A French-Spanish joint production made during the heady days just after the introduction of the Euro and the true realization of the dream of the free movement of Europeans, especially young and relatively good-looking and educated ones, throughout the zone. The title refers to an apartment in Barcelona that is shared by about eight different post-graduate 20-somethings, all from different (Western) European countries. Seriously, there is a Frenchman, an English girl, a Dane, an Italian, a Spanish woman, probably a German. I didn't particularly like any of the characters in the house, all of whom spoke English with the arrogance peculiar to their particular nationality, but I enjoyed the movie because it was made not long after my own time being there and it was familiar to me. If I were dropped into this movie I would be able to function and get along very well right away. My children like to watch the TV show The Amazing Race and when the contestants are in these foreign cities everything seems so different now. People are doing everything with their phones of course, even buying metro tickets, and everything everywhere looks so crowded and expensive. In this movie eight people in an apartment are still sharing one telephone hung on a wall, and this is only sixteen years ago! (though I feel like some of the characters had cell phones). Third world immigrants are barely a presence at all in this film, apart from Africans getting Phds in economics. There are no Muslims at all, nor does there seem to be much consciousness of them. Relatively average looking young people are still a real threat to have sex, or try to have sex, if they have too much to drink or otherwise find themselves in a bawdy mood, which is an element that seems to be missing from more recent movies, where everyone is too interested in maintaining control, or at least the appearance of it. The movie spawned two sequels featuring several of the same characters, Russian Dolls (2005) and Chinese Puzzle (2013), which I have not seen, though I would be interested to see how they have incorporated the changes in the European scene into the newer films, since the early 2000s time capsule quality of the original is the most interesting thing about it to me.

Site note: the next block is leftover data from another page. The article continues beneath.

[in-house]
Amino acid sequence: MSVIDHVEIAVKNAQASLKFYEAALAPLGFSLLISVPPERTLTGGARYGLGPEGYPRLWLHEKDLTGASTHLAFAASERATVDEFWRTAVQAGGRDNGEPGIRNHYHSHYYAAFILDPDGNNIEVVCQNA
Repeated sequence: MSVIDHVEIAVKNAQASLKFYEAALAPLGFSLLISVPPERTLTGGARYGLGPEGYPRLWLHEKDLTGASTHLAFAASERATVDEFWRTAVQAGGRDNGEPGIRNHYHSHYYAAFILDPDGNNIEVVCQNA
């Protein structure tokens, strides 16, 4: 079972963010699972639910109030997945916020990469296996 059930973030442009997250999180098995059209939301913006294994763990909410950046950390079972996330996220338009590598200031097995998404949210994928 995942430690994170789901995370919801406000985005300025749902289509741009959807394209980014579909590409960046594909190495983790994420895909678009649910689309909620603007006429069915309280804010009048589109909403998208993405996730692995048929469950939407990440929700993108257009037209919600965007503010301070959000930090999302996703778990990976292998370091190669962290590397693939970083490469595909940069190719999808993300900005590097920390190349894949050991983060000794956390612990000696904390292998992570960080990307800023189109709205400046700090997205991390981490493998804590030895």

I liked this chick the best. She didn't live in the house.